There were reasons for financial reforms.
On the same day that Congress passed sweeping financial-reform legislation in 2010, Goldman Sachs & Co. agreed to pay $550 million to settle fraud charges. The charges accused Goldman of fraud in mortgage investments. That includes $300 million in fines assessed by the Security and Exchange Commission – the largest in SEC history.
The remaining balance of $250 million went to the victims.
You might recall that Goldman’s mortgage-related investments were designed with participation by a Goldman client, Paulson & Co. Paulson bet those investments would not succeed, and they didn’t.
Goldman was forced to assess its procedures in such financial mortgage deals. The catalyst was the investments that cost investors nearly $1 billion, but the deal netted Paulson huge sums of money. It was also part of the mega mortgage meltdown that helped to exacerbate the nation’s economic downturn.
“This settlement is a stark lesson to Wall Street firms that no product is too complex, and no investor too sophisticated, to avoid a heavy price if a firm violates the fundamental principles of honest treatment and fair dealing,” said Robert Khuzami, the SEC’s enforcement director.
The case against Goldman gathered steam when a published report added impetus to fraud allegations against Goldman. The Sacramento Bee alleged Goldman secretly worked to dump “billions of dollars in risky mortgage securities and buy exotic insurance” in anticipation of the housing bubble. But the report said Goldman hid its actions from the Securities and Exchange Commission for nine months in 2007 (“Goldman didn’t disclose its subprime mortgage hedges”).
At issue: Opponents eventually proved that Goldman’s gambling was so relevant – investors would not have bought Goldman’s offerings.
The furor over that controversial 2007 mortgage derivatives deal still underscores the fear of many Americans that the market is rigged against them because Wall Street is a haven for questionable behavior.
The Security and Exchange Commission’s triumph over Goldman’s handling of the collateralized debt obligation (CDO) in subprime mortgages showed the Wall Street sheriff is back and is flexing some muscles.
Furthermore, Goldman’s failure to disclose that a hedge fund manager, John Paulson, helped select the underlying securities and then bet against them to make more than $1 billion is bad enough.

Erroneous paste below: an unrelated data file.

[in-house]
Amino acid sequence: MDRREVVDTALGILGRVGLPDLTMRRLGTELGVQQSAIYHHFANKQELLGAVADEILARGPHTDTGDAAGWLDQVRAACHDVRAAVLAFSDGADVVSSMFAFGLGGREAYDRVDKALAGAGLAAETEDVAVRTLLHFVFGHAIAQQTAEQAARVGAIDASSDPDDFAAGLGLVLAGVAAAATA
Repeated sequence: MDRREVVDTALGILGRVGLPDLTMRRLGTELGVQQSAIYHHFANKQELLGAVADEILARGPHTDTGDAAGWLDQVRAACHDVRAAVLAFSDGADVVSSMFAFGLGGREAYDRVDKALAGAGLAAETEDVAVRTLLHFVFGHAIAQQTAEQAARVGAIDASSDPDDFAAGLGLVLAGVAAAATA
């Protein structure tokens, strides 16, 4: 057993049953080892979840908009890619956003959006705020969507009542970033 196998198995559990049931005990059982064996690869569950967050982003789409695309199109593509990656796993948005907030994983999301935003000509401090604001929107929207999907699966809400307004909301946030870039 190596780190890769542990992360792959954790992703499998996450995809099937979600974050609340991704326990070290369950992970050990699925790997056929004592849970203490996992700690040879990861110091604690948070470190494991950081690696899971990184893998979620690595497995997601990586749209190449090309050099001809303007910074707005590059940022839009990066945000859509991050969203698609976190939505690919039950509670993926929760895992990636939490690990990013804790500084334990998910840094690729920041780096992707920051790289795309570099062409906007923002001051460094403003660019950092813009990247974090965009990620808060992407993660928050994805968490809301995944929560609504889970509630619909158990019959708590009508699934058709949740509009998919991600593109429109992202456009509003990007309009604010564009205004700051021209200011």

Goldman hid investigation
It’s looked even worse after Bloomberg reported Goldman knew it was under investigation for nine months but failed to disclose the investigation in their financial reports to investors.
Such omissions triggered the shareholder legal action.
The resulting headlines are reminiscent of the financial-greed scandals involving the 1980’s shadowy behavior of convicts Mike Milken and Ivan Boesky, as well as the principals at Enron and Worldcom.
Several questions have arisen:
- Is the SEC action really the tip of the iceberg of upcoming legal challenges?
- Will it lead to a stock market correction?
- Will it end the entitlement attitudes seemingly held by many investment bankers?
- Will it improve the culture in the financial sector?
This case was an ideal situation for New York’s litigious community.
It led to a decline of Goldman shares – 13 percent – as well as the shares of other financial companies trading in CDOs, including Deutsche Bank AG, Morgan Stanley, Bank of America (the parent of Merrill Lynch) and Citigroup.
Widespread conflicts of interest
In addition, a Chicago online publication, ProPublica, reported on questionable bets by Magnetar and allegations of conflicts of interest by the latter three financial firms. Magnetar denied culpability and none of the three banks denied or commented on the allegations.
Indeed, the same day that the SEC acted against Goldman, a Dutch bank leveled similar charges against Merrill Lynch. Cooperatieve Centrale Raiffeisen-Boerenleenbank BA, or Rabobank, cited Merrill Lynch in a $1.5 billion CDO.
Sadly, regarding Wall Street’s entitlement attitudes and culture, the consequences might not be severe enough to prompt an attitude adjustment.
Not to be cynical, here’s the bottom-line question: Are there enough moral compasses on Wall Street to put a stop to the chicanery? Probably not.
From the Coach’s Corner, a few more Wall Street-related articles:
Major Banks Are Too Big to Fail, But Not to Break Them Up — The time has come to break up the big banks. There are 5,000+ banks in the U.S. However, just a dozen of them dominate with 69 percent of the assets in the banking sector.
Federal Reserve Typifies What’s Wrong with Economy — There’s still a troubling schism in U.S. politics, monetary policy and management of the economy. The Federal Reserve keeps printing money, which risks inflation and only encourages more bad monetary policy. For another example, consider Bloomberg ‘s shocking expose: “Wall Street Aristocracy Got $1.2 Trillion in Loans from Fed.” Yes, $1.2 trillion in secrecy.
How Twitter Levels the Playing Field for Small Cap Companies — Good news for venture capitalists and entrepreneurs who are known to kvetch that that their companies fall below the radar screen of Wall Street analysts and the media. It’s widely known that mainstream media coverage seems to favor large companies over small ones. It’s a valid concern.
“The saddest thing I can imagine is to get used to luxury”